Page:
DETROIT (Bloomberg) -- General Motors Co., maker of the Chevrolet Volt plug-in hybrid that is the subject of a federal safety probe, is moving to a less volatile battery chemistry for its Chevy Spark electric car going on sale in 2013.
GM is using phosphate-based lithium ion batteries from Waltham, Mass.-based A123 Systems Inc. that are less likely to burn than other lithium chemistry, including that used in the Volt model that went on sale last year, according to the companies. The shift in less than two years highlights how quickly the technology is changing for electric and hybrid cars.
GM and other companies are engineering future models with lithium phosphate technology partly because the batteries can be safer and they last longer, said James Hall, principal of consulting firm 2953 Analytics Inc. in suburban Detroit.
Battery makers weren't ready to mass-produce them in volume until recently.
"Lithium phosphate chemistry looks like it could be more friendly in terms of heat management," Hall said. "But it stores less energy. There is a tremendous amount of new discovery. This is new territory for lithium batteries."
The Volt, which uses different technology, is being investigated by regulators after three batteries caught fire since May following government-run crash tests. The National Highway Traffic Safety Administration's investigation isn't centered on battery cell chemistry, said Randy Fox, a GM spokesman.
The probe is focused on pack design and any fix would likely involve the pack, he said in a telephone interview. He said he didn't know why GM changed chemistry for the Spark.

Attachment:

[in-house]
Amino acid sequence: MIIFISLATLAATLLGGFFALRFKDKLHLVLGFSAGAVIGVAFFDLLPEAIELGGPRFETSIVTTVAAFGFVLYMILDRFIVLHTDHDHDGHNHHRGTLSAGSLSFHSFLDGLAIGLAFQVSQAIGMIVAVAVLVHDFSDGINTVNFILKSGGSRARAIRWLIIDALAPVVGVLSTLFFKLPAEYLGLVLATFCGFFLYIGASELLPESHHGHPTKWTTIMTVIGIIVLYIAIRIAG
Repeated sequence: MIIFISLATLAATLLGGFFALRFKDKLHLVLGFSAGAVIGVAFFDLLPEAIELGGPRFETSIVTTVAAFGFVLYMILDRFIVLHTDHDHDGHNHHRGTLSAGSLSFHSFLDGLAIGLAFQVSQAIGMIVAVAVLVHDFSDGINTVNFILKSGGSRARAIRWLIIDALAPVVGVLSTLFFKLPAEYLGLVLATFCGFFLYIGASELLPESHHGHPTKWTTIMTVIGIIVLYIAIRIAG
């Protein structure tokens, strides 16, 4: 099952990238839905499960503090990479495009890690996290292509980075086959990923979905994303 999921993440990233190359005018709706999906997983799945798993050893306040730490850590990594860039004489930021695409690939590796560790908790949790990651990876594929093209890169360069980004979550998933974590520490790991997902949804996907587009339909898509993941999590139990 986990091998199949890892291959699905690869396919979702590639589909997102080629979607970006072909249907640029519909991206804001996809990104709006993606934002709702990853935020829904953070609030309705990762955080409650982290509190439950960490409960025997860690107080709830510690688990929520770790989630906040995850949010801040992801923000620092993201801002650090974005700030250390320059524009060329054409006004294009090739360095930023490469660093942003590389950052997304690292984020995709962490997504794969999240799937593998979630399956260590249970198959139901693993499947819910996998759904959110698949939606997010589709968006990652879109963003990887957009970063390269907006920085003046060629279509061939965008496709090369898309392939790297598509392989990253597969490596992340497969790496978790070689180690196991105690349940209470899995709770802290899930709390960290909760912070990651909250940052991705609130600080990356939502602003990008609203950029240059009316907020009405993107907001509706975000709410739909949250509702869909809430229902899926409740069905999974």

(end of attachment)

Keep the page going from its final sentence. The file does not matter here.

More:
The automaker announced the deal with A123 in October, four months after the first Volt battery caught fire. Companies like A123 are now able to produce lithium phosphate batteries for cars and bring some of their benefits to market, said Jay Whitacre, assistant professor in materials science at Carnegie Mellon University in Pittsburgh.
When GM and Nissan Motor Co. were taking bids for batteries for the Volt and Leaf several years ago, battery makers didn't have proven production for lithium phosphate technology. GM, Nissan and California-based electric-car maker Tesla Motors Inc. all chose batteries that use a lithium metal oxide technology.
A123 placed a bid for the Volt's batteries and lost to South Korea's LG Chem Ltd. partly because it didn't have proven manufacturing, said Andy Chu, vice president of marketing for A123. Now the company is ready, and carmakers are moving to lithium phosphate technology, Whitacre said.
In addition to the Spark, Fisker Automotive Inc. will use lithium phosphate batteries for its Karma sports car. BMW is buying lithium phosphate batteries from A123 for its ActiveHybrid 5 and ActiveHybrid 3 models, the first of which goes on sale in March, Chu said.
"Safety isn't the first reason carmakers are selecting it," Whitacre said. "The batteries have a longer life. A123's battery will outlast LG Chem's battery."